At the Corner, Stephen Spruiell quotes James Pethokoukis’ Tweet that “having a truther in charge of green jobs is a good fit… you need a certain willing suspension of disbelief for both.”
This morning on Fox & Friends, Ellen Ratner and I were debating the resignation of Van Jones when she said something to the effect of this: Who cares about Jones’s other opinions if they aren’t relevant to his (former) duties as Obama’s “green jobs czar”?
TV being TV, I didn’t get a chance to respond, but it’s a question worth answering. Now that the press, other than Fox, is finally paying attention to Van Jones, most of its attention will be focused on those “other opinions” that led to his ouster. But let’s not miss the opportunity to point out that Jones’s promotion of “green jobs” was just as dubious, if not as reviled, as his dabblings in 9/11 Trutherism. As James Pethokoukis tweeted: “having a truther in charge of green jobs is a good fit… you need a certain willing suspension of disbelief for both”
To buy into the “green jobs” scam, you must have an unshakeable faith in the ability of the government to create a viable industry from whole cloth, because there is no commercial demand for the services these green-collar workers would provide. We don’t have to guess about the future of green jobs; we can look to the ethanol industry.
In 2005, after decades of subsidization, the government finally mandated the consumption of ethanol. It upped the mandate in 2007. This, plus high gas prices, was the boost the industry was looking for. Ethanol plants started springing up all over the Midwest.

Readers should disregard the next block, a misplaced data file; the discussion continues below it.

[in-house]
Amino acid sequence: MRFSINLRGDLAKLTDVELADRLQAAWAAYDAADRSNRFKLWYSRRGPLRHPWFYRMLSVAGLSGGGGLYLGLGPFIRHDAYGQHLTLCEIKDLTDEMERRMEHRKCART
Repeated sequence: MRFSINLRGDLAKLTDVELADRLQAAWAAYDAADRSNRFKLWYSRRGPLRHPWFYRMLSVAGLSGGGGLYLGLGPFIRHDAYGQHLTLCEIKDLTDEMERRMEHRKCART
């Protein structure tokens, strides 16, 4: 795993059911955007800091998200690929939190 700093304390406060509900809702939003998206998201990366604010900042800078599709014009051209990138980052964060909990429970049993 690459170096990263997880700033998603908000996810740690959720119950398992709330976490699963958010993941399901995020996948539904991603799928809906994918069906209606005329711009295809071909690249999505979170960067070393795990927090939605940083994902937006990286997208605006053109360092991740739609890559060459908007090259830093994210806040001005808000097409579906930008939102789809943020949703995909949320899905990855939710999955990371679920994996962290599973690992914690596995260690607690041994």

Corn prices went up to meet the government-mandated demand for ethanol. Then oil prices fell, bringing the price of ethanol down with it. The industry’s profit-margins disappeared. VeraSun, one of the largest ethanol makers, is in Chapter 11. Last December, the industry asked Congress for a bailout.
Again, this is an industry whose customers are required by law to buy their product, yet it couldn’t survive in the commercial marketplace. Those green jobs are now disappearing. Before he was hoisted with his own petard, Van Jones was in the business of selling illusions — costly ones, too. It’s good that he’s gone, but it would be better if the position of green jobs czar went with him.
Since “you can’t spell ‘crazy’ without C-Z-A-R”, why not all of them?
Besides, as a front-running presidential candidate promised us last year:
“The biggest problems that we’re facing right now have to do with George Bush trying to bring more and more power into the executive branch and not go through Congress at all. And that’s what I intend to reverse when I’m president of the United States.”
— Sen. Barack Obama, March 31, 2008
Feel free to start any time now, Mr. President.